NIPC Says Investment Announcements in Nigeria Plunge 44%
By Adedapo Adesanya
Nigeria’s economy recorded a sharp drop in foreign investments in 2020 as investors’ commitments declined by 44.1 per cent to $16.7 billion from $29.9 billion in 2019.
This is according to the investment announcements captured by the Nigeria Investment Promotion Council (NIPC).
Analysis of the data released by the NIPC showed that investments declined in the first three quarters of the year.
In the first quarter of the year, $4.8 billion was recorded compared to $12.7 billion in the same period of the preceding year, showing a 62 per cent decline.
Similarly, in the second quarter of the year under review, $250 million was recorded, 89.8 per cent lower than the $2.44 billion achieved in Q2 of 2019.
Also, in the third quarter of last year, there was a decline of 58.1 per cent in the investments to $3.9 billion from $9.3 billion in the same period of 2019.
However, investments in the fourth quarter of 2020 surpassed that of the same time of 2019 as announced investments stood at $7.76 billion in Q4 2020 versus $5.47 billion in Q4 2019.
According to NIPC, the $16.74 billion investments announced last year were committed to a total of 63 projects across 21 states of the federation, the FCT, and the Niger Delta region.
The manufacturing sector got the lion share of the investments as it received $8.4 billion, representing 50 per cent of the total investments announced last year.
The transportation sector got $4.61 billion, which is 28 per cent of the total investments announced. The Information and Communication Technology (ICT) sector was the third favourite sector for investors $1.81 billion, representing 11 per cent of the total sum, was committed to projects in the sector.
Mining and quarrying sector attracted $1.07 billion in investments in the period under review, thus accounted for six per cent of the total investments.
Other sectors of the economy such as Agriculture, Finance and Insurance, Health and Social Services shared the remaining $0.88 billion, which is five per cent of the investments. In terms of destinations, $6 billion, representing 36 per cent of the total investments went into projects in Rivers State.
In terms of state, Kaduna State got 2.81 billion, representing 17 per cent of the total investments. Projects in Kogi and Lagos states attracted $1 billion and $0.89 billion respectively, which is six per cent and five per cent of the total investments.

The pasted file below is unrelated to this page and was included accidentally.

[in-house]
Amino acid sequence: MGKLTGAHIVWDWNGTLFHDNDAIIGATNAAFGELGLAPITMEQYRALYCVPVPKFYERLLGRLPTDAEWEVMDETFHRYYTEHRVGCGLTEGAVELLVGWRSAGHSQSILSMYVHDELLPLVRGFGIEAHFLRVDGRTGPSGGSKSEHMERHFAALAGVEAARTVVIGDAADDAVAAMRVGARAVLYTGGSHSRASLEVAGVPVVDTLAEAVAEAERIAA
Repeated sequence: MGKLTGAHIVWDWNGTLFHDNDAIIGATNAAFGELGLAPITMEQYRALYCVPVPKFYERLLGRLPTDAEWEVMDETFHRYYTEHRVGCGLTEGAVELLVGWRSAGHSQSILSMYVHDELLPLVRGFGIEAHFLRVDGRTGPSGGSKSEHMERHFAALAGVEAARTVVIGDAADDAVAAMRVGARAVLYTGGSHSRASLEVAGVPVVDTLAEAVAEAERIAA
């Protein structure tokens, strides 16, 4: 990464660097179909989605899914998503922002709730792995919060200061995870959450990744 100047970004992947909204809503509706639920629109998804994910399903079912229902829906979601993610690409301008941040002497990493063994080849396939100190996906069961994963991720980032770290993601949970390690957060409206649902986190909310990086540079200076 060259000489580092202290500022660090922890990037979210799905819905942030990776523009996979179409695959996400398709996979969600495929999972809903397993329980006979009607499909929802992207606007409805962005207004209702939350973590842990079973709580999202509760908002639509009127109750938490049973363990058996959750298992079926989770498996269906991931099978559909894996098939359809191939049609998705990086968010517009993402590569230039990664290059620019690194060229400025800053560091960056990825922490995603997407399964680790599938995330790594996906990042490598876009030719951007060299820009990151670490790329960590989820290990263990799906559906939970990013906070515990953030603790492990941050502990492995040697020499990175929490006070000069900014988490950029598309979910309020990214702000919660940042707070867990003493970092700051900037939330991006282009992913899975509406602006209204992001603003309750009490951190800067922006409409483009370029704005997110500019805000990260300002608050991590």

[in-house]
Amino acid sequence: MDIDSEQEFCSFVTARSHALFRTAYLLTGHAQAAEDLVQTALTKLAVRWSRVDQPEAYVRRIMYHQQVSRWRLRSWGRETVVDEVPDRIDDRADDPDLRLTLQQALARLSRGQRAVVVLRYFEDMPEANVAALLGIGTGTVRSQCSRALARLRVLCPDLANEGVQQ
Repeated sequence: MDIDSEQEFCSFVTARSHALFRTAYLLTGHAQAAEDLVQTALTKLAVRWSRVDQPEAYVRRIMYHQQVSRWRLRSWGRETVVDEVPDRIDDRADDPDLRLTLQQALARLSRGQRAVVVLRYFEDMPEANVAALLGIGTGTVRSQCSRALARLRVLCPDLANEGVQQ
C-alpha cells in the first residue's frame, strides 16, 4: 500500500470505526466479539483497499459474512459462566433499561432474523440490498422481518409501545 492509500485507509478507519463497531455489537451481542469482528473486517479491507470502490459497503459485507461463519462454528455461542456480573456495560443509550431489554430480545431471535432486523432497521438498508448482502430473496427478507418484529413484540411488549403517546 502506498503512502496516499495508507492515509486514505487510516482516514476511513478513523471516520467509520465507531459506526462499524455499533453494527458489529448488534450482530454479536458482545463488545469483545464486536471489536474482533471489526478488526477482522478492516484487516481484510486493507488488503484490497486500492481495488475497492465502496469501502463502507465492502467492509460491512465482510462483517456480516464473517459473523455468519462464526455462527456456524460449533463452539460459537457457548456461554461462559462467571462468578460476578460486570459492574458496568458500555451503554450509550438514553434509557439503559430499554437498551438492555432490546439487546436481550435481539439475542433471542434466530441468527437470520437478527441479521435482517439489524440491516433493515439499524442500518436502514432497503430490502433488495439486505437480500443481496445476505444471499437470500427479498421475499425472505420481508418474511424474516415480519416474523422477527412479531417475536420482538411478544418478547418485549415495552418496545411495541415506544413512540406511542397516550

Other states of the federation attracted $6.05 billion, representing 36 per cent of the investments.
In terms of countries of destination, the NIPC report explained that $6 billion, representing 36 per cent of the total investments came from Singapore, while $3.71 billion, representing 22 per cent of the investments came from Chinese investors.
The report indicated that $2.44 billion, representing 15 per cent, was from the United States of America, while $1.6 billion, representing 10 per cent of the total announced investments came from South Africa.
A total of $2.99 billion (18 per cent) came from other sources including Nigerian investors.
The NIPC also said top 10 investing organisations in the Nigerian economy last year include, Indorama Petrochemicals and Fertilizer from Singapore; Bank of China and Sinosure; 328 Support Services GmbH from the USA; MTN South Africa; Sinoma CBMI from China; Torridon Investments from the UK; African Industries Group from Nigeria; Savannah Petroleum from the UK; Stripe from the USA; and NESBITT Investment Nigeria Limited.
Looking ahead, global Foreign Direct Investments (FDIs) has been projected to drop by 50 per cent this year, being the worst in the last 20 years.
The Executive Secretary of the NIPC, Ms Yewande Sadiku, explained that global FDI is expected to plummet from $1.54 trillion recorded in 2019 to $924 billion in 2020 and further slump to $831.6 billion in 2021.
She said the downturn in the global FDI flow, occasioned by COVID-19, was not expected to record recovery earlier than 2022.
The NIPC boss advised that Nigeria would need to formulate and implement bold and coherent policy changes and deep economic reforms to reverse the expected declines in FDI between 2020 and 2022.
She said, “Investment interest in Nigeria was under pressure before COVID-19; coherent investment-supporting policies are urgently required to reverse the trend.”
“A more proactive all-of-government approach to investor support, across federal and state governments, is required to convert more announcements to actual investments,” she added.